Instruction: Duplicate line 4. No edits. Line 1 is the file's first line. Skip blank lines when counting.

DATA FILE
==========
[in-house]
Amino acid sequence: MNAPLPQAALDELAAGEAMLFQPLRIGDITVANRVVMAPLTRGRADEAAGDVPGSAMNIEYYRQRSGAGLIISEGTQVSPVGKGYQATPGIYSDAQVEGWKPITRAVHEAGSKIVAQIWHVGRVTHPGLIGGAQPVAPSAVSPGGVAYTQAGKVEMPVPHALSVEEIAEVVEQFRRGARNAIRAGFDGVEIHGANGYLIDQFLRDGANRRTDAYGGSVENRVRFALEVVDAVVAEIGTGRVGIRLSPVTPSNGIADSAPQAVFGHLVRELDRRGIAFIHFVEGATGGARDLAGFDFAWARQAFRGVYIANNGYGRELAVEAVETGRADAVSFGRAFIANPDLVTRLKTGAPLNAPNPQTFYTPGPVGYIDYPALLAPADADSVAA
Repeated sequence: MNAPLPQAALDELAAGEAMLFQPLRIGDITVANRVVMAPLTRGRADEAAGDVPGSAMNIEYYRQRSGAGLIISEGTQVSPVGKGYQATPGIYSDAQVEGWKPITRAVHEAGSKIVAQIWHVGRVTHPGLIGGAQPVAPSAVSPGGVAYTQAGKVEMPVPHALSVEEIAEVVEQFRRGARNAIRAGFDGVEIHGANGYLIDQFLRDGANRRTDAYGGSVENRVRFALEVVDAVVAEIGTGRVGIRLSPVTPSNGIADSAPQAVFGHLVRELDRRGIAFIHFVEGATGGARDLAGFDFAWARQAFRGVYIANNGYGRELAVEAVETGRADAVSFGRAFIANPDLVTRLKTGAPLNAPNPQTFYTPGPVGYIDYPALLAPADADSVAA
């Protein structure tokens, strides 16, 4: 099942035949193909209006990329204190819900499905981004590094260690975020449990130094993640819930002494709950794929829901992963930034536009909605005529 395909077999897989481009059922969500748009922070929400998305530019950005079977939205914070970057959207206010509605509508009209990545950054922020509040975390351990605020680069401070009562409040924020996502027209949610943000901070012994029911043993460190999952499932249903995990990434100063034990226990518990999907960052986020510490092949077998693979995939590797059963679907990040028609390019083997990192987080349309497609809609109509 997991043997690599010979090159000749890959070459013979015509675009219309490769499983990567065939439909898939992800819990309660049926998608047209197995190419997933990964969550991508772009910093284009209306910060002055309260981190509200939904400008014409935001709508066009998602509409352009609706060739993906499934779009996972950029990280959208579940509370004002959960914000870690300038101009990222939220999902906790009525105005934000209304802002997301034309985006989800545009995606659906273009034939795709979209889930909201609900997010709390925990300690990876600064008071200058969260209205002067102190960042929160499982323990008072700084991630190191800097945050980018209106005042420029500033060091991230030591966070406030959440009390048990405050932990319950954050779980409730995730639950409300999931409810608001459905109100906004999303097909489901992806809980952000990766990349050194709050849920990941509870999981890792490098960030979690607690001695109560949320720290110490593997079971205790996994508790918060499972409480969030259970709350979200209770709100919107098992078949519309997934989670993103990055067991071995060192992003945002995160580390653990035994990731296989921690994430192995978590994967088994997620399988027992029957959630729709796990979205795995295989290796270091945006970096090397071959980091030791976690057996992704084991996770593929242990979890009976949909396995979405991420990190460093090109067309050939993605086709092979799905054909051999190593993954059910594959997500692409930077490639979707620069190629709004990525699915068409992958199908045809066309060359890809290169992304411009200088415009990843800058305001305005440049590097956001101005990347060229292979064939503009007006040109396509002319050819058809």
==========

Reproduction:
């Protein structure tokens, strides 16, 4: 099942035949193909209006990329204190819900499905981004590094260690975020449990130094993640819930002494709950794929829901992963930034536009909605005529 395909077999897989481009059922969500748009922070929400998305530019950005079977939205914070970057959207206010509605509508009209990545950054922020509040975390351990605020680069401070009562409040924020996502027209949610943000901070012994029911043993460190999952499932249903995990990434100063034990226990518990999907960052986020510490092949077998693979995939590797059963679907990040028609390019083997990192987080349309497609809609109509 997991043997690599010979090159000749890959070459013979015509675009219309490769499983990567065939439909898939992800819990309660049926998608047209197995190419997933990964969550991508772009910093284009209306910060002055309260981190509200939904400008014409935001709508066009998602509409352009609706060739993906499934779009996972950029990280959208579940509370004002959960914000870690300038101009990222939220999902906790009525105005934000209304802002997301034309985006989800545009995606659906273009034939795709979209889930909201609900997010709390925990300690990876600064008071200058969260209205002067102190960042929160499982323990008072700084991630190191800097945050980018209106005042420029500033060091991230030591966070406030959440009390048990405050932990319950954050779980409730995730639950409300999931409810608001459905109100906004999303097909489901992806809980952000990766990349050194709050849920990941509870999981890792490098960030979690607690001695109560949320720290110490593997079971205790996994508790918060499972409480969030259970709350979200209770709100919107098992078949519309997934989670993103990055067991071995060192992003945002995160580390653990035994990731296989921690994430192995978590994967088994997620399988027992029957959630729709796990979205795995295989290796270091945006970096090397071959980091030791976690057996992704084991996770593929242990979890009976949909396995979405991420990190460093090109067309050939993605086709092979799905054909051999190593993954059910594959997500692409930077490639979707620069190629709004990525699915068409992958199908045809066309060359890809290169992304411009200088415009990843800058305001305005440049590097956001101005990347060229292979064939503009007006040109396509002319050819058809």